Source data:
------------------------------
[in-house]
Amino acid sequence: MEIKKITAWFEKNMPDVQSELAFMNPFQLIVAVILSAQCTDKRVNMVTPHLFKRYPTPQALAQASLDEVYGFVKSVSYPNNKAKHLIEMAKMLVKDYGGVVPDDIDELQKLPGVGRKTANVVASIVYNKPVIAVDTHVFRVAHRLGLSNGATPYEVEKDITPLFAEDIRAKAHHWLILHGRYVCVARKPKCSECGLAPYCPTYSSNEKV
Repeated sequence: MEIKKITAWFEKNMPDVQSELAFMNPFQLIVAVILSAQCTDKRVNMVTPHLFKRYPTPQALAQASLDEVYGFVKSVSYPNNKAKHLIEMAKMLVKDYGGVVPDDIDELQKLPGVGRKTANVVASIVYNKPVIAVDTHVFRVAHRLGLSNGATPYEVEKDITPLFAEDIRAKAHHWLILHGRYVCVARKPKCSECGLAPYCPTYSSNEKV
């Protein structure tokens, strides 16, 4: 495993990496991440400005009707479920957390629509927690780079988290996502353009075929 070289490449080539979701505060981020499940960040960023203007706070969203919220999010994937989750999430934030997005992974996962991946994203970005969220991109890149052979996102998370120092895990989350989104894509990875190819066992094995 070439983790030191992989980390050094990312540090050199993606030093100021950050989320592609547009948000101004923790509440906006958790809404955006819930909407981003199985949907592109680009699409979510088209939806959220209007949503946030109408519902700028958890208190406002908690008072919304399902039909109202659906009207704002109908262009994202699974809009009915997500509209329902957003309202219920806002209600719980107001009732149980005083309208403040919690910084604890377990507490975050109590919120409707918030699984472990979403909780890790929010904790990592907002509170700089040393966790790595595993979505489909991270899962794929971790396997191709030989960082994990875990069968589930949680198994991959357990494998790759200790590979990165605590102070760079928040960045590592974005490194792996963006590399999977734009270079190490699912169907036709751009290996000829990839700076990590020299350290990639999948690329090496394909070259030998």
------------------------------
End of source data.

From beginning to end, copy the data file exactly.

[in-house]
Amino acid sequence: MEIKKITAWFEKNMPDVQSELAFMNPFQLIVAVILSAQCTDKRVNMVTPHLFKRYPTPQALAQASLDEVYGFVKSVSYPNNKAKHLIEMAKMLVKDYGGVVPDDIDELQKLPGVGRKTANVVASIVYNKPVIAVDTHVFRVAHRLGLSNGATPYEVEKDITPLFAEDIRAKAHHWLILHGRYVCVARKPKCSECGLAPYCPTYSSNEKV
Repeated sequence: MEIKKITAWFEKNMPDVQSELAFMNPFQLIVAVILSAQCTDKRVNMVTPHLFKRYPTPQALAQASLDEVYGFVKSVSYPNNKAKHLIEMAKMLVKDYGGVVPDDIDELQKLPGVGRKTANVVASIVYNKPVIAVDTHVFRVAHRLGLSNGATPYEVEKDITPLFAEDIRAKAHHWLILHGRYVCVARKPKCSECGLAPYCPTYSSNEKV
């Protein structure tokens, strides 16, 4: 495993990496991440400005009707479920957390629509927690780079988290996502353009075929 070289490449080539979701505060981020499940960040960023203007706070969203919220999010994937989750999430934030997005992974996962991946994203970005969220991109890149052979996102998370120092895990989350989104894509990875190819066992094995 070439983790030191992989980390050094990312540090050199993606030093100021950050989320592609547009948000101004923790509440906006958790809404955006819930909407981003199985949907592109680009699409979510088209939806959220209007949503946030109408519902700028958890208190406002908690008072919304399902039909109202659906009207704002109908262009994202699974809009009915997500509209329902957003309202219920806002209600719980107001009732149980005083309208403040919690910084604890377990507490975050109590919120409707918030699984472990979403909780890790929010904790990592907002509170700089040393966790790595595993979505489909991270899962794929971790396997191709030989960082994990875990069968589930949680198994991959357990494998790759200790590979990165605590102070760079928040960045590592974005490194792996963006590399999977734009270079190490699912169907036709751009290996000829990839700076990590020299350290990639999948690329090496394909070259030998």